Given these goals, a virtual environment might be designed to have aspects of both Blessinger and Wankel’s Shared World and Game categories. That is, it would involve social interactions and community-building (conceptualized as team-building) as a major priority. It would also involve completing some combination of technical tasks in a simulated environment, in a time-limited manner and with a defined success criterion.
In this hypothetical, aspects of the Simulation, especially repetition, would not be emphasized.
This is, of course, only a superficial and preliminary analysis. I look forward to adding a great deal of flesh to the bare, dry bones that are laid out here.
Blessinger, P. and Wankel, C. “Innovative Approaches in Higher Education: an Introduction to Using Immersive Interfaces.” In Wankel, C., & Blessinger, P. (2012). Increasing student engagement and retention using immersive interfaces (pp 3-14). Bingley : Emerald, 2012.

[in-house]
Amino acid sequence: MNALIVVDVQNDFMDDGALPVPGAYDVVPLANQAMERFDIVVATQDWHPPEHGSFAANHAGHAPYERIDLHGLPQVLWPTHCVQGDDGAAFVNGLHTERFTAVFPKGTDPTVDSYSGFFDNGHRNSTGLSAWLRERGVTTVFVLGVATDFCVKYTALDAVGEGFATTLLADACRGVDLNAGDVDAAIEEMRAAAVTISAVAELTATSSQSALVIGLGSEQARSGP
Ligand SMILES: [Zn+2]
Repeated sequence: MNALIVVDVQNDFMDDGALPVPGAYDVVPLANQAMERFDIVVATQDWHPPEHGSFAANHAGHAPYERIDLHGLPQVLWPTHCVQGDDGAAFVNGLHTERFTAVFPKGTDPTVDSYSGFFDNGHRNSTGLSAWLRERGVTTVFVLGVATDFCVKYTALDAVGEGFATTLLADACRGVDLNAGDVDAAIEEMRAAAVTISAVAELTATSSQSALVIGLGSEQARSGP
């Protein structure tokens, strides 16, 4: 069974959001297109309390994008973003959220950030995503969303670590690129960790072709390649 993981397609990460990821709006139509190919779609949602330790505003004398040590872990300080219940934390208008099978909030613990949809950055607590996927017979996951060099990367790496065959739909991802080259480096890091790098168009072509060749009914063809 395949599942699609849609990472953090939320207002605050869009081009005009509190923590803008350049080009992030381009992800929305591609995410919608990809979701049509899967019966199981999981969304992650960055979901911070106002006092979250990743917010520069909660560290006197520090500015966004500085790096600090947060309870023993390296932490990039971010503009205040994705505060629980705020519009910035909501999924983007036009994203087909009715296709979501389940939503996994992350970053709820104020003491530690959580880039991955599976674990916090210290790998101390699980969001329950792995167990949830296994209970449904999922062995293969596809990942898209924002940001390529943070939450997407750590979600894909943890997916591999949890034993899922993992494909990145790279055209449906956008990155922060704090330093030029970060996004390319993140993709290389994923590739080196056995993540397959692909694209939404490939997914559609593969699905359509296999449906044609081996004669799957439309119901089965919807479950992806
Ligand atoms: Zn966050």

Bower, M., Hedberg, J. G., & Kuswara, A. (2010). A framework for Web 2.0 learning design. Educational Media International, 47(3), 177-198. doi:10.1080/09523987.2010.518811
Knowles, M. (1996). Adult learning. In R.L. Craig (Ed.), The ASTD training and development handbook: A guide to human resource development (pp. 253-263). New York: McGraw-Hill
O’Connor, E. A. & Domingo, J. (2017). A Practical Guide, with Theoretical Underpinnings, for Creating Effective Virtual Reality Learning Environments. Journal of Educational Technology Systems. 45(3), 343 – 364
O’Connor, E., McDonald, F., & Ruggiero, M. (2014). Scaffolding Complex Learning: Integrating 21st Century Thinking, Emerging Technologies, and Dynamic Design and Assessment to Expand Learning and Communication Opportunities. Journal Of Educational Technology Systems, 43(2), 199-226.